ACM Training & Panel

ACM Training & Panel Discussion

The training "Current Atmospheric Chemical Mechanisms" and a follow up panel discussion "The Future of Atmospheric Chemical Mechanisms Development: A discussion of Possible Forward Paths" was offered to the public before the bi-annual ACM Conference. A summary of both sessions can be found below. For those that were unable to join us live, the training and discussion was recorded for you to review and to share widely with colleagues. 

If you have not yet watched the training, you should do so before providing comment.

Watch the training on demand >>

If you have not yet watched the panel discussion, you should do so before providing comment.

Watch the panel discussion on demand >>

A summary of the questions asked during the sessions has been developed and the technical program committee welcomes additional input from other academics and researchers. You can view the original summary document below and then view the Google Doc version and contribute your own answers, and research. If you have a follow up question, please send it directly to the researcher you are asking to ensure a prompt response. 

Original Discussion Document     Google Doc Continued Discussion Document

Thursday, November 5th

8:00 a.m. PT - 11:00 a.m. PT

Current Atmospheric Chemical Mechanisms Training

Training Topics: 


This training will start with an overview of the Master Chemical Mechanism (MCM) by Dr. Andrew Rickard, University of York. He will discuss its origins, philosophy, applications and future development strategy.  Then Dr. Bill Carter, UC Riverside, will describe the history, objectives, and approach used in the development of the SAPRC mechanisms and the SAPRC mechanism generation system (MechGen) and their current status and plans. The approach used is an example of that advocated in the "New Directions" article of Kaduwela et al (2016). Next, Dr. William Stockwell, University of Texas at El Paso, will discuss RADM/RACM/GACM Mechanisms. The Regional Acid Deposition Mechanism (versions 1 and 2) and the Regional Atmospheric Chemistry Mechanism (versions 1 and 2) constitute a mechanism series designed for 3-D photochemical grid models. The design philosophy of this series is to balance completeness, compactness and the necessary speculations that are needed to make air quality models that are creditable for policymakers. Dr. Wendy Goliff, Riverside City College, will continue the discussion on RACM2 because chemical mechanisms are an important bridge between laboratory data and modeling.  Finally, Dr. Greg Yarwood, Ramboll, will review the development of Carbon Bond (CB) mechanisms leading to the current version, namely revision 5 of CB6 (CB6r5). He will discuss a formal uncertainty analysis of CB6r4 that considers the impact of uncertainty in each rate constant and product stoichiometric coefficient of this mechanism.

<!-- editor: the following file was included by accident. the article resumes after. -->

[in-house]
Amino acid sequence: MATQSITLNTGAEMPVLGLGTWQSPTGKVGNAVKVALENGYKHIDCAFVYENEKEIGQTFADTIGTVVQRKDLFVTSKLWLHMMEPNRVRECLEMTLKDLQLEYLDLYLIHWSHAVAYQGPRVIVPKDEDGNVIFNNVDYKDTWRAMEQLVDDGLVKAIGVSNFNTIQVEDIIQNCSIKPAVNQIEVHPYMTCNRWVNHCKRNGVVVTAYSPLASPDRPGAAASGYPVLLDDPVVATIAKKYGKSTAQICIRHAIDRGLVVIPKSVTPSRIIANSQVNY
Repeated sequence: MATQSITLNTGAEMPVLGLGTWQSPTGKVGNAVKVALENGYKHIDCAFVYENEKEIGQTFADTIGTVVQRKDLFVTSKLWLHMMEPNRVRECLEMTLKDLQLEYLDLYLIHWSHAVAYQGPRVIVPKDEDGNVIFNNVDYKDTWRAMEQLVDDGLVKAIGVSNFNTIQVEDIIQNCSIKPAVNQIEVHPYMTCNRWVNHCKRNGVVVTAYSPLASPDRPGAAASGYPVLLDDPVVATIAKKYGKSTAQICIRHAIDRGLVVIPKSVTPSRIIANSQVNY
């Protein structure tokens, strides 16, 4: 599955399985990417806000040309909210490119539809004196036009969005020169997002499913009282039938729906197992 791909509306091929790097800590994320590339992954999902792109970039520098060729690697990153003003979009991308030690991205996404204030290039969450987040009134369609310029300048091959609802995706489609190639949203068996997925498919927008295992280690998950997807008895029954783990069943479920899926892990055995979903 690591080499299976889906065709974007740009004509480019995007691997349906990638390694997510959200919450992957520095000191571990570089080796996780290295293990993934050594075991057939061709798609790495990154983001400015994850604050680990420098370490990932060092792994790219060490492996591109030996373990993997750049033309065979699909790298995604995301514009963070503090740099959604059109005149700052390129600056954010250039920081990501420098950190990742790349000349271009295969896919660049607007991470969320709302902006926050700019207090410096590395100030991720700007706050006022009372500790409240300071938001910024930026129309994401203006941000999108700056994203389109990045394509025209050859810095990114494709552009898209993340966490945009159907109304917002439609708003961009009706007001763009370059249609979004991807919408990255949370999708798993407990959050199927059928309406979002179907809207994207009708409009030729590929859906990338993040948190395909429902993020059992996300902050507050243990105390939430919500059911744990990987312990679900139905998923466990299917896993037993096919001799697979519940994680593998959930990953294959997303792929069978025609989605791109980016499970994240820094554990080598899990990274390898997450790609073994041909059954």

Friday, November 6th

8:00 a.m. PT - 10:00 a.m. PT

The Future of Atmospheric Chemical Mechanism Development: A Panel Discussion of Possible Forward Paths



Kaduwela et al. (2015) and Stockwell et al. (2020) present two differing views on the further development of gas-phase atmospheric chemical mechanisms. Kaduwela et al. call for the reliance on master chemical mechanisms, that are as complete as possible, to develop reduced chemical schemes for air quality modeling for public policy development.  It is argued that this approach provides direct links between fundamental chemistry and air quality modeling applications. This view places a strong emphasis on examining all non-negligible chemical reaction paths. 

Stockwell et al. recognize that master chemical mechanisms are worthy research endeavors. But they are concerned that reliance on the creation of a very large, explicit mechanism as the first step may involve an extensive extrapolation of SAR data that may go too far beyond the available experimental database. They are concerned that the master mechanism approach may introduce greater uncertainty into public policy modeling. Methods based on data mining, machine learning, data assimilation or similar mathematical approaches may provide the policy community with more reliable modeling tools.

Both Kaduwela et al. and Stockwell et al. agree that expanding the available chemical database, including laboratory, chamber and field data, are extremely important to the development of future atmospheric chemistry mechanisms.

This panel discussion will follow on the background provided in the descriptions of various current mechanism development efforts on the previous day, but will focus specifically on the differing views on the future of mechanism development. We intend this to be a discussion and not a debate. The panel will consist of several current mechanism developers and will include short opening statements from each perspective. Following that, there will be a discussion between the panelists and the audience. We will clearly delineate the specific areas of agreement, disagreement and possible forward paths for the mechanism development community.